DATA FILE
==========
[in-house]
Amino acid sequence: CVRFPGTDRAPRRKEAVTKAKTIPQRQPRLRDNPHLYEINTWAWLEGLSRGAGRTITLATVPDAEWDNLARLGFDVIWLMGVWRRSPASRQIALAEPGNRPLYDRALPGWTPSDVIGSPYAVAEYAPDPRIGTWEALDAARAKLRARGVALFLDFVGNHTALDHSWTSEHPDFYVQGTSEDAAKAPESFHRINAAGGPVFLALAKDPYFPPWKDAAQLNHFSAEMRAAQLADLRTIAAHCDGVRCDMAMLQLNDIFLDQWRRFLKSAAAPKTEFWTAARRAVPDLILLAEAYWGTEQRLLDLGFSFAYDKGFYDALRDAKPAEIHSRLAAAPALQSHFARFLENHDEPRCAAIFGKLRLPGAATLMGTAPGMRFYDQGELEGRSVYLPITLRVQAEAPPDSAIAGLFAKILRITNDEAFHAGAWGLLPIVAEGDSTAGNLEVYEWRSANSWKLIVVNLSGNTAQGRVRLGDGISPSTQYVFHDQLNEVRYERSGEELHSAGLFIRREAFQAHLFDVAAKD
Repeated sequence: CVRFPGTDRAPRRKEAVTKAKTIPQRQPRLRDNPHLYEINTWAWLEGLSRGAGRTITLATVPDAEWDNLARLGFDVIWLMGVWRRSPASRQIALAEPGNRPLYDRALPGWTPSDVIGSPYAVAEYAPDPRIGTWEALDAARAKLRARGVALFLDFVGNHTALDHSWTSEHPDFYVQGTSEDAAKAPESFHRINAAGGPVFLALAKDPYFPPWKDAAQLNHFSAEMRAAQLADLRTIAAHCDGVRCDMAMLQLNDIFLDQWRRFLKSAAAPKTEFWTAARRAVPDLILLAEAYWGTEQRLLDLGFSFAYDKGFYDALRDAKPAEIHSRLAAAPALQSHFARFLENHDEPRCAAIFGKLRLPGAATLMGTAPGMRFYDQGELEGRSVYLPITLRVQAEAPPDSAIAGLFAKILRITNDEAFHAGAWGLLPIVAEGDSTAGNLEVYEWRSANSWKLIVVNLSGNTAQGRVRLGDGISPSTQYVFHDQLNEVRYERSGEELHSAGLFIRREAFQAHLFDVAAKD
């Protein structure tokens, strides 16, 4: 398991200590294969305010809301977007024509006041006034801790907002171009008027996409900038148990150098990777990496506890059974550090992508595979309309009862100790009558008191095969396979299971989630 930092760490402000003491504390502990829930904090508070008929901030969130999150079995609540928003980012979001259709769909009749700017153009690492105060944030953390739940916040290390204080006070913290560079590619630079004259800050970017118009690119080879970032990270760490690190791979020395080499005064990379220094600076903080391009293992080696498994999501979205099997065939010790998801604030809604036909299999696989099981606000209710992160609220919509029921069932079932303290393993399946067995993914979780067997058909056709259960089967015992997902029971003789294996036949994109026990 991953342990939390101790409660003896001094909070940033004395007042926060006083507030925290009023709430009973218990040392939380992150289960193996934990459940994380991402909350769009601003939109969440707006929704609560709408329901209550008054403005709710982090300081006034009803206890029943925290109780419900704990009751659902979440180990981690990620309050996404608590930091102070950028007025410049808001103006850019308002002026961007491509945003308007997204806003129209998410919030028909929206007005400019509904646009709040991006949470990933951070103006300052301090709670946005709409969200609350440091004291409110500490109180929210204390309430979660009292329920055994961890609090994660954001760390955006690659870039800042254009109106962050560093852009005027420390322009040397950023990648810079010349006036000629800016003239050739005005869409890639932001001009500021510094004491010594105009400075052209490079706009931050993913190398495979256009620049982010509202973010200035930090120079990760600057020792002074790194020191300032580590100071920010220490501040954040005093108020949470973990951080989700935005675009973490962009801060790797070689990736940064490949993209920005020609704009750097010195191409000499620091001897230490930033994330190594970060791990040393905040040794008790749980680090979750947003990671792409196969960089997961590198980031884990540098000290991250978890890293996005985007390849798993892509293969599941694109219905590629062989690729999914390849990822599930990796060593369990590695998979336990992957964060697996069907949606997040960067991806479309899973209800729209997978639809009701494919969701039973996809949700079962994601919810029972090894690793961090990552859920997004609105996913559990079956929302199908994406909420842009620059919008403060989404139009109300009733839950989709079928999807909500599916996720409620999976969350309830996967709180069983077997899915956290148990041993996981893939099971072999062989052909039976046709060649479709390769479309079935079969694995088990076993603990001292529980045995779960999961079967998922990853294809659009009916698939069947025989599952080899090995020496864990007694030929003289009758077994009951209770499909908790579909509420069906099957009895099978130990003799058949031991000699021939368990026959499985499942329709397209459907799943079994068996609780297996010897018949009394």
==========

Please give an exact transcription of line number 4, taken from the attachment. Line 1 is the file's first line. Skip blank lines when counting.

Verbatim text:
């Protein structure tokens, strides 16, 4: 398991200590294969305010809301977007024509006041006034801790907002171009008027996409900038148990150098990777990496506890059974550090992508595979309309009862100790009558008191095969396979299971989630 930092760490402000003491504390502990829930904090508070008929901030969130999150079995609540928003980012979001259709769909009749700017153009690492105060944030953390739940916040290390204080006070913290560079590619630079004259800050970017118009690119080879970032990270760490690190791979020395080499005064990379220094600076903080391009293992080696498994999501979205099997065939010790998801604030809604036909299999696989099981606000209710992160609220919509029921069932079932303290393993399946067995993914979780067997058909056709259960089967015992997902029971003789294996036949994109026990 991953342990939390101790409660003896001094909070940033004395007042926060006083507030925290009023709430009973218990040392939380992150289960193996934990459940994380991402909350769009601003939109969440707006929704609560709408329901209550008054403005709710982090300081006034009803206890029943925290109780419900704990009751659902979440180990981690990620309050996404608590930091102070950028007025410049808001103006850019308002002026961007491509945003308007997204806003129209998410919030028909929206007005400019509904646009709040991006949470990933951070103006300052301090709670946005709409969200609350440091004291409110500490109180929210204390309430979660009292329920055994961890609090994660954001760390955006690659870039800042254009109106962050560093852009005027420390322009040397950023990648810079010349006036000629800016003239050739005005869409890639932001001009500021510094004491010594105009400075052209490079706009931050993913190398495979256009620049982010509202973010200035930090120079990760600057020792002074790194020191300032580590100071920010220490501040954040005093108020949470973990951080989700935005675009973490962009801060790797070689990736940064490949993209920005020609704009750097010195191409000499620091001897230490930033994330190594970060791990040393905040040794008790749980680090979750947003990671792409196969960089997961590198980031884990540098000290991250978890890293996005985007390849798993892509293969599941694109219905590629062989690729999914390849990822599930990796060593369990590695998979336990992957964060697996069907949606997040960067991806479309899973209800729209997978639809009701494919969701039973996809949700079962994601919810029972090894690793961090990552859920997004609105996913559990079956929302199908994406909420842009620059919008403060989404139009109300009733839950989709079928999807909500599916996720409620999976969350309830996967709180069983077997899915956290148990041993996981893939099971072999062989052909039976046709060649479709390769479309079935079969694995088990076993603990001292529980045995779960999961079967998922990853294809659009009916698939069947025989599952080899090995020496864990007694030929003289009758077994009951209770499909908790579909509420069906099957009895099978130990003799058949031991000699021939368990026959499985499942329709397209459907799943079994068996609780297996010897018949009394």